However, economies of scale are more important at the plant level. A company like GM has of course no (or only minor) direct economies of scale from the size of the company, because it operates a large number of independent and decentralized production facilities.
In my opinion, when investing in a company with a cost advantage, the investment time horizon plays a role. We should therefore possibly form an opinion about how long the company can maintain the competitive advantage (or on what the existence of the competitive advantage depends).
6. Inflation protection
Built-in inflation protection can also be a competitive advantage.
Mastercard is another good example of this: The company's business model works through commissions that the company receives for every credit card payment. Since this commission is calculated using a fixed percentage of the purchase price, sales (and also profit) increase proportionally with the general price increase.
Mastercard does not have to enter into negotiations with its customers first, e.g. to successfully pass on increased costs to them.
Important factors: management and corporate culture
So far we have mainly talked about structural competitive advantages and what are the main reasons for the sustainability of such advantages.
When it comes to the persistence of competitive advantage, there are two other factors that we shouldn't completely neglect:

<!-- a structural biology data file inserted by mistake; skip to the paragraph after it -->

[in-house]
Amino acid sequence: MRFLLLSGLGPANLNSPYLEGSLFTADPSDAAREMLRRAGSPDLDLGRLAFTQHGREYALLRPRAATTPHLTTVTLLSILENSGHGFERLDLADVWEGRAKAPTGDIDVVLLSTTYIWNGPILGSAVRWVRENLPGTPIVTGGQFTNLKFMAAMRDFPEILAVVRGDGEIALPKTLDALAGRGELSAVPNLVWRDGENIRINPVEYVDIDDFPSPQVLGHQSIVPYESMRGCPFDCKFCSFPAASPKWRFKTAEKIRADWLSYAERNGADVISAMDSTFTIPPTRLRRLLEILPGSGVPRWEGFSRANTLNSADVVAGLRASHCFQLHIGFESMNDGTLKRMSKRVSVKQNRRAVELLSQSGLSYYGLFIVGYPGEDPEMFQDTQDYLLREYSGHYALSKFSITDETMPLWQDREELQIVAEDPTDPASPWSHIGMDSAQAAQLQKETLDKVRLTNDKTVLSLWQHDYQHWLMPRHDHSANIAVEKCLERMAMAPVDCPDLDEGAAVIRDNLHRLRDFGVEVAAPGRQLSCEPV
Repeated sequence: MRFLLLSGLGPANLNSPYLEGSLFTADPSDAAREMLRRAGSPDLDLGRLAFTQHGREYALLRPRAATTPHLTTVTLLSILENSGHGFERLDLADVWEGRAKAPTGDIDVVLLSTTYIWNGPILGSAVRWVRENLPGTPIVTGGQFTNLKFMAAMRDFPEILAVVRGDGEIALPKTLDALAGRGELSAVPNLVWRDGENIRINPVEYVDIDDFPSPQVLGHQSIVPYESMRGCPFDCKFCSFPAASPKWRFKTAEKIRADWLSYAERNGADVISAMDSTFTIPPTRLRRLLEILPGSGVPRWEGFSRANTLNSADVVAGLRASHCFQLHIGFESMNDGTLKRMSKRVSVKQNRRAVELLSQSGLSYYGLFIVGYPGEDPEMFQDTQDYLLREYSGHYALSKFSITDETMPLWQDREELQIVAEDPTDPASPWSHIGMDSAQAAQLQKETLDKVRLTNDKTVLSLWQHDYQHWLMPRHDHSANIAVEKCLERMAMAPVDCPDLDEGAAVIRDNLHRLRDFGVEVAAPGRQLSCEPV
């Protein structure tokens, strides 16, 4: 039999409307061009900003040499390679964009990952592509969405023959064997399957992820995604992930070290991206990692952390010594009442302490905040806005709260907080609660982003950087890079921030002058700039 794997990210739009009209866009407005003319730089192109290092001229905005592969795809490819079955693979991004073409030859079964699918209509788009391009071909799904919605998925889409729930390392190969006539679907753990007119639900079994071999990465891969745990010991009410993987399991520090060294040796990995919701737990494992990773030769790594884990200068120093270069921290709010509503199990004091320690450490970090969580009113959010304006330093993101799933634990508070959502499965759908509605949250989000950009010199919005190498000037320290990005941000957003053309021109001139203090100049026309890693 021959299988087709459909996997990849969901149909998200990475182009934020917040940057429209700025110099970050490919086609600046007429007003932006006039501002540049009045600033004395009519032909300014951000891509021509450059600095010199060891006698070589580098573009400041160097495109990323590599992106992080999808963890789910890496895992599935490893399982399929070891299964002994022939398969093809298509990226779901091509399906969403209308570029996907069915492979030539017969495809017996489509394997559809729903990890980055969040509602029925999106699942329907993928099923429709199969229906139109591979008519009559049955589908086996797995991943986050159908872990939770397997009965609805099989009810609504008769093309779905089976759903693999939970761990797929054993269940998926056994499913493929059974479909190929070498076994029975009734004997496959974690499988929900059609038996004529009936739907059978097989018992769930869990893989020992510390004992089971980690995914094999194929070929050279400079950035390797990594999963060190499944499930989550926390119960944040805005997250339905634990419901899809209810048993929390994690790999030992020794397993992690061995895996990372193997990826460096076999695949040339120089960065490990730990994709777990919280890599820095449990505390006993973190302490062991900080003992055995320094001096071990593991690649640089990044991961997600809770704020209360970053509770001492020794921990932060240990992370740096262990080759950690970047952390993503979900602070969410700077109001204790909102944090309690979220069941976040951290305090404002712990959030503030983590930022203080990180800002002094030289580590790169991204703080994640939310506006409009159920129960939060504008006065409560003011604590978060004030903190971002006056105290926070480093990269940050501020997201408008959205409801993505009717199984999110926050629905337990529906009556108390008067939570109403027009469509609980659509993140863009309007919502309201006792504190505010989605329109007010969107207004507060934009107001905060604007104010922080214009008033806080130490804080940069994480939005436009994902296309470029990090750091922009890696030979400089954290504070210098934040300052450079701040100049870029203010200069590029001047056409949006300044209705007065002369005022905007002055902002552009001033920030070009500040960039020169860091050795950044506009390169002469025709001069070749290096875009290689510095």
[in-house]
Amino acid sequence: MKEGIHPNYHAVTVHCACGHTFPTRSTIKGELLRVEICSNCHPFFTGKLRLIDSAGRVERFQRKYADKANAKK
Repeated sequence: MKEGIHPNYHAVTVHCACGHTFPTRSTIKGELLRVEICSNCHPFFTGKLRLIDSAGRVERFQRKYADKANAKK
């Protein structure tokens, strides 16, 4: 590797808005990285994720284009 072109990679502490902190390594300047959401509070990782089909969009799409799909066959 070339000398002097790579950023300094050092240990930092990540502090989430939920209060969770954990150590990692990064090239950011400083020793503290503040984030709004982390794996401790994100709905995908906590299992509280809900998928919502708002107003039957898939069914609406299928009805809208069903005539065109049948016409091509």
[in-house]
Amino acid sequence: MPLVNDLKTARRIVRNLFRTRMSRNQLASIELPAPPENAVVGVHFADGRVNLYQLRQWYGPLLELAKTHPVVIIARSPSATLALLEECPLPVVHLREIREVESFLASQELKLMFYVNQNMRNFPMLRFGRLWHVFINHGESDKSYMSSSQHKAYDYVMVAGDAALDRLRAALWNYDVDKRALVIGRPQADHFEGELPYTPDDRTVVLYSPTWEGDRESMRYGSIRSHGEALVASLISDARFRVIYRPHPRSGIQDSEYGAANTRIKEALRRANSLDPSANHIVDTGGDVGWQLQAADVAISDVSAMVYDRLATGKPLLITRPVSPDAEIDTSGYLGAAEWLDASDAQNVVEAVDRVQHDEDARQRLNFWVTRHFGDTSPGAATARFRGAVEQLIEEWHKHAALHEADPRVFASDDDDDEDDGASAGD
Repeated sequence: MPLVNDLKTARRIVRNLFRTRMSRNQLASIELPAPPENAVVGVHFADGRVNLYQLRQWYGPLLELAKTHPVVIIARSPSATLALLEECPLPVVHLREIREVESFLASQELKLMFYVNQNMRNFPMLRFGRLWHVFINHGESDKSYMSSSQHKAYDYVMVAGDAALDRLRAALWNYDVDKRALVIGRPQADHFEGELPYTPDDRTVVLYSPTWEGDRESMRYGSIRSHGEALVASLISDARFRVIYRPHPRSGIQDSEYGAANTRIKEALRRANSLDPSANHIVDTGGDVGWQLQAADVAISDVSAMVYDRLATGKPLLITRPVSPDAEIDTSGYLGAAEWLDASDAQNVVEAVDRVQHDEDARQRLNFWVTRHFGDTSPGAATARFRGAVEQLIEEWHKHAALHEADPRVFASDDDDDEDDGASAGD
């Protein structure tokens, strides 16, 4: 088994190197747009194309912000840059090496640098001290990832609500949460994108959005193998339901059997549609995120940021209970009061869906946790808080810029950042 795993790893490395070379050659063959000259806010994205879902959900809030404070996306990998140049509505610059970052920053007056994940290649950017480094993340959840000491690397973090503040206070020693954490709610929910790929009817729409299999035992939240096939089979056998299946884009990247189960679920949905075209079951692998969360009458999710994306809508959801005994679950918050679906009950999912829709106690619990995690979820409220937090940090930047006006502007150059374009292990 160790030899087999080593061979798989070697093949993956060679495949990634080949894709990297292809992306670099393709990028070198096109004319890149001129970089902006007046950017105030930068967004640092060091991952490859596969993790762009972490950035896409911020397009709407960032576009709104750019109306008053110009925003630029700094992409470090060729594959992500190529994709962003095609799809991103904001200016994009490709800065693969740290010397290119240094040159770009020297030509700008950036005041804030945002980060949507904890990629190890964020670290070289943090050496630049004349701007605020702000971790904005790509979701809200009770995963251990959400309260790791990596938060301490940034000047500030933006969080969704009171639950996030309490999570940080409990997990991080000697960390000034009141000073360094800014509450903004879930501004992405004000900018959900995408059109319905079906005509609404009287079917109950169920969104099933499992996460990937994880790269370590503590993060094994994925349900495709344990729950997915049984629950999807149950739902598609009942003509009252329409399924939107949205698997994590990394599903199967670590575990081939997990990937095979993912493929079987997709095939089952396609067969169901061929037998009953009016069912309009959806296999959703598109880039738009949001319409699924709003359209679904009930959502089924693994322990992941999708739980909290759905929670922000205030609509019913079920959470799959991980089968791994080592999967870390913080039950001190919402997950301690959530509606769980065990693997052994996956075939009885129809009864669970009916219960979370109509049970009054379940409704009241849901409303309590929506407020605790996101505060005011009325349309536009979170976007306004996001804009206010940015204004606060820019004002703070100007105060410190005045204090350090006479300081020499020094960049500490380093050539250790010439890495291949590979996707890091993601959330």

- The quality of the management
- The corporate culture
Both factors can individually have a strong influence on how sustainable a competitive advantage is or sometimes even whether a competitive advantage arises in the first place.
Very capable managers are able to build up a structural competitive advantage over time. Caution is advised here, however, as the competitive advantage is or can be very closely linked to the people involved.
There are a number of competitive advantages that can be viewed as sustainable or structural.
In principle, however, almost all competitive advantages can be replicated by competitors and it is our task as investors to find out how likely such a scenario is from our point of view. For me, this is one of the most elementary considerations we should make before investing.